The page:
Four Yankees among 133 set for arbitration
Relievers Joba Chamberlain, Boone Logan, and David Robertson and starter Phil Hughes were the four Bombers choosing arbitration, joining a handful of well-known Major Leaguers who also filed Tuesday.
The Yankees moved quickly with one of the foursome, agreeing to a one-year, $7.15 million deal with Hughes on Wednesday night, and the others are scheduled to swap proposed salaries with the team on Friday. Should any of them fail to reach an agreement with the team like Hughes and Brett Gardner, who avoided arbitration by inking a one-year, $2.85 million deal back in December, did, they will have a hearing with a three-arbitrator panel in Phoenix sometime in February.
Among AL East teams on filing day, only Toronto had less players file, with three, including newcomers Emilio Bonifacio and Josh Thole – who was eligible under a change in the new MLB labor contract – electing arbitration.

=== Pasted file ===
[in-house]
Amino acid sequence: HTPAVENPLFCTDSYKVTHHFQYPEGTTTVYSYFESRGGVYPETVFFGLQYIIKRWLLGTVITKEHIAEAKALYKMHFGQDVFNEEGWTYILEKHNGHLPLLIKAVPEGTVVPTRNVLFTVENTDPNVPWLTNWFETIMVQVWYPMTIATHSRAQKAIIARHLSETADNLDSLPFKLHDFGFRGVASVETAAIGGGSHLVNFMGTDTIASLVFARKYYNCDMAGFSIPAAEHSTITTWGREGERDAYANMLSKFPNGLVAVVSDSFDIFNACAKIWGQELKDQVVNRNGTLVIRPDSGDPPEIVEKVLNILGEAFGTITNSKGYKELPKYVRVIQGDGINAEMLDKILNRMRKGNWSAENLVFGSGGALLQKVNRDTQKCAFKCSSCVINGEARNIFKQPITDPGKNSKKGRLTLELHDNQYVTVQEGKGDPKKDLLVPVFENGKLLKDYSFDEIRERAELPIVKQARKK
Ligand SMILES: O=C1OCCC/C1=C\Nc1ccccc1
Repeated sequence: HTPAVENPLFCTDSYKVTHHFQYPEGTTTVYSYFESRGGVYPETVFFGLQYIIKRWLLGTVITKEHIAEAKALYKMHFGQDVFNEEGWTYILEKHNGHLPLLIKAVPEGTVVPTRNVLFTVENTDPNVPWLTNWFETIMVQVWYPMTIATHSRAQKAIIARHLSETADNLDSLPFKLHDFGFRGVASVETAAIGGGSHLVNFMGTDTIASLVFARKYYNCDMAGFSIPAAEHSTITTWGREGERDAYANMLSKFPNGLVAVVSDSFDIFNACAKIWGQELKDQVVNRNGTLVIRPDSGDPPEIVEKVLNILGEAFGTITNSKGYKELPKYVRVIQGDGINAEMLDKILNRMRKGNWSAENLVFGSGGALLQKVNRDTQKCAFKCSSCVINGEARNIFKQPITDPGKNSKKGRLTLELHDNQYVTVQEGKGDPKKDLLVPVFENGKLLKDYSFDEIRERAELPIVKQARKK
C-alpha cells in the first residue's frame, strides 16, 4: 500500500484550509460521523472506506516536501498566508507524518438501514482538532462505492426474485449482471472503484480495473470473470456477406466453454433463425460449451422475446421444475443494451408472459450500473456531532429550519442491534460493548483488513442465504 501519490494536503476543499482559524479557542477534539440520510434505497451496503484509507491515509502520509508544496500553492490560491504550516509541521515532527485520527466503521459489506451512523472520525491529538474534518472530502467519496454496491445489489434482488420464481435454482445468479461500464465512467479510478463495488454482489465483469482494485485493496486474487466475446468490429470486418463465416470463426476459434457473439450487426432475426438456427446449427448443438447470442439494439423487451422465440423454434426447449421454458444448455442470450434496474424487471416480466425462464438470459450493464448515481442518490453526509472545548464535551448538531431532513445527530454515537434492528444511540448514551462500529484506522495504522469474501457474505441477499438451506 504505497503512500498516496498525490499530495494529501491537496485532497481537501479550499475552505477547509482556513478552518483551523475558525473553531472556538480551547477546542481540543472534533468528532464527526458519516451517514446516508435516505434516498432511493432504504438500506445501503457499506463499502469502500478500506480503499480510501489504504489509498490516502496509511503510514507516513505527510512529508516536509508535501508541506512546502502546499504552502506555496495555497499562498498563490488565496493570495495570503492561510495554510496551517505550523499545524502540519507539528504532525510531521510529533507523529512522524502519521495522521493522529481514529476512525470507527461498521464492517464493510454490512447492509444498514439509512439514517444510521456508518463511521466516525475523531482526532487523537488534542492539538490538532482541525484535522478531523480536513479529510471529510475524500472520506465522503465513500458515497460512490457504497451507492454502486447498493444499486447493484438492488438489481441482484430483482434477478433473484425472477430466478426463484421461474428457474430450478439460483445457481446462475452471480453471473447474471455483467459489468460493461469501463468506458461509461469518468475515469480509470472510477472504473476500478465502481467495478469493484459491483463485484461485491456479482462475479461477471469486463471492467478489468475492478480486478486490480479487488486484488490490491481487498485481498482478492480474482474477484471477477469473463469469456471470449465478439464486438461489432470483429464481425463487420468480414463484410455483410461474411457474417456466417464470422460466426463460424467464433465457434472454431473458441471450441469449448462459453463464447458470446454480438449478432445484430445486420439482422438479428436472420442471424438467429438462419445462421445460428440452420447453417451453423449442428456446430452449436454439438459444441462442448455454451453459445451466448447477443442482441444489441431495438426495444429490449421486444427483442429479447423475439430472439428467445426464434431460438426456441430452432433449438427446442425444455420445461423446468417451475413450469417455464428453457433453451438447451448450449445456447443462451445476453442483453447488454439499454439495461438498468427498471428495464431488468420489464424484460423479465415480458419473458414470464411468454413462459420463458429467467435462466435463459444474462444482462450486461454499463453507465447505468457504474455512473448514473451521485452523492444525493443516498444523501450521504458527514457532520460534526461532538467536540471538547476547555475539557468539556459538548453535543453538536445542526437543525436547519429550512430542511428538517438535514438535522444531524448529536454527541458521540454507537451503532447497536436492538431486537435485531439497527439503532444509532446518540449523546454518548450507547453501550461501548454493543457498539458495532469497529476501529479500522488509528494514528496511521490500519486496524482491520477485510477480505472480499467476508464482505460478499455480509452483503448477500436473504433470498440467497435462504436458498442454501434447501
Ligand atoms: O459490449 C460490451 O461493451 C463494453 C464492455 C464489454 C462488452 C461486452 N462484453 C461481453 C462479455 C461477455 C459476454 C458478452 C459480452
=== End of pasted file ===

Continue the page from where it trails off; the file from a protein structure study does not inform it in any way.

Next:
Tampa Bay had four players file, Baltimore had seven – with catcher Matt Wieters and closer Jim Johnson the most notable Birds on the list – and Boston had eight, including outfielder Jacoby Ellsbury and newly-acquired reliever Joel Hanrahan.
League-wide, San Francisco Giants catcher and 2012 NL MVP Buster Posey, Giants outfielder Hunter Pence, Atlanta outfielder Jason Heyward, Detroit outfielder Austin Jackson, and the 2011 World Series MVP, St. Louis third baseman David Freese, are among the notable names who filed for arbitration.
Under arbitration rules, anyone with at least three but less than six years of MLB service time is eligible for arbitration. Also, under the latest labor deal, the top 22 percent of players by service time with at least two years but less than three are eligible for arbitration; from 1991 through last year, that threshold was the top 17 percent in the 2-to-3-year group.
That change gave eligibility to six extra players this year: Thole, Tampa Bay outfielder Sam Fuld, Washington reliever Drew Storen, San Diego shortstop Everth Cabrera, Colorado outfielder Tyler Colvin and Arizona third baseman Chris Johnson.
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